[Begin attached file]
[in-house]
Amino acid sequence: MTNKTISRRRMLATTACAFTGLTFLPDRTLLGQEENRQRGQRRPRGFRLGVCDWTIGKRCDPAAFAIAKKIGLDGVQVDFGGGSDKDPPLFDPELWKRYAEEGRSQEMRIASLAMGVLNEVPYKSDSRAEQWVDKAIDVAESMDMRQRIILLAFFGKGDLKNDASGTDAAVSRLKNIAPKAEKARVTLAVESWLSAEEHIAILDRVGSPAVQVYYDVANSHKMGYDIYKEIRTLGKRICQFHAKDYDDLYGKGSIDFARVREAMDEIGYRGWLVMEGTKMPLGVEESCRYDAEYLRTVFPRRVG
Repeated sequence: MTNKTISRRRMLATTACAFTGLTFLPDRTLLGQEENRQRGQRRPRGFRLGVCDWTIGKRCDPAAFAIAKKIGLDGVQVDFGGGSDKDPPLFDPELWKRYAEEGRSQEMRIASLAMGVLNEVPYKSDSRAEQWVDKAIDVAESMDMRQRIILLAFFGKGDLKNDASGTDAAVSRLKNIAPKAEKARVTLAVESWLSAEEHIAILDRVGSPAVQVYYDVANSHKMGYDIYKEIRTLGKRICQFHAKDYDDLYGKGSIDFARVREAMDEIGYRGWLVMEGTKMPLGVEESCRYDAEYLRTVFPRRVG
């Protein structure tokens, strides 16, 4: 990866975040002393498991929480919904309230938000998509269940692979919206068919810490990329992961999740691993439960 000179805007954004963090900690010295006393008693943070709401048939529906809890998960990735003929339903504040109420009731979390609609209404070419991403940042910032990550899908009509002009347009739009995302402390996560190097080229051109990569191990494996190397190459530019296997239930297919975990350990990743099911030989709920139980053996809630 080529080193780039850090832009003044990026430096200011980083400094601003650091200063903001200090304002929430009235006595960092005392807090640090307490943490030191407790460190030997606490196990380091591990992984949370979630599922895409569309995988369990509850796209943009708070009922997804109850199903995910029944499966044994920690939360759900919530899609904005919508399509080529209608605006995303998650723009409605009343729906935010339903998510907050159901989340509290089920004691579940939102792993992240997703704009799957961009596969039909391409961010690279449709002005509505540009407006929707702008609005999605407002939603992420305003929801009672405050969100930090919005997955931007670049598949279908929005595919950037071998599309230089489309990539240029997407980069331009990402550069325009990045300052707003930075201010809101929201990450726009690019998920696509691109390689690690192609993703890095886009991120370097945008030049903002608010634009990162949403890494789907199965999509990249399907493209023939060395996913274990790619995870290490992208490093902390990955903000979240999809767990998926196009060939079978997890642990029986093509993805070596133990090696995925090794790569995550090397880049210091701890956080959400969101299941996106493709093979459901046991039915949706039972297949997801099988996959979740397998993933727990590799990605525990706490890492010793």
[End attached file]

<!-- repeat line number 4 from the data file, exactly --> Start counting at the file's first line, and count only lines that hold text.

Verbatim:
């Protein structure tokens, strides 16, 4: 990866975040002393498991929480919904309230938000998509269940692979919206068919810490990329992961999740691993439960 000179805007954004963090900690010295006393008693943070709401048939529906809890998960990735003929339903504040109420009731979390609609209404070419991403940042910032990550899908009509002009347009739009995302402390996560190097080229051109990569191990494996190397190459530019296997239930297919975990350990990743099911030989709920139980053996809630 080529080193780039850090832009003044990026430096200011980083400094601003650091200063903001200090304002929430009235006595960092005392807090640090307490943490030191407790460190030997606490196990380091591990992984949370979630599922895409569309995988369990509850796209943009708070009922997804109850199903995910029944499966044994920690939360759900919530899609904005919508399509080529209608605006995303998650723009409605009343729906935010339903998510907050159901989340509290089920004691579940939102792993992240997703704009799957961009596969039909391409961010690279449709002005509505540009407006929707702008609005999605407002939603992420305003929801009672405050969100930090919005997955931007670049598949279908929005595919950037071998599309230089489309990539240029997407980069331009990402550069325009990045300052707003930075201010809101929201990450726009690019998920696509691109390689690690192609993703890095886009991120370097945008030049903002608010634009990162949403890494789907199965999509990249399907493209023939060395996913274990790619995870290490992208490093902390990955903000979240999809767990998926196009060939079978997890642990029986093509993805070596133990090696995925090794790569995550090397880049210091701890956080959400969101299941996106493709093979459901046991039915949706039972297949997801099988996959979740397998993933727990590799990605525990706490890492010793």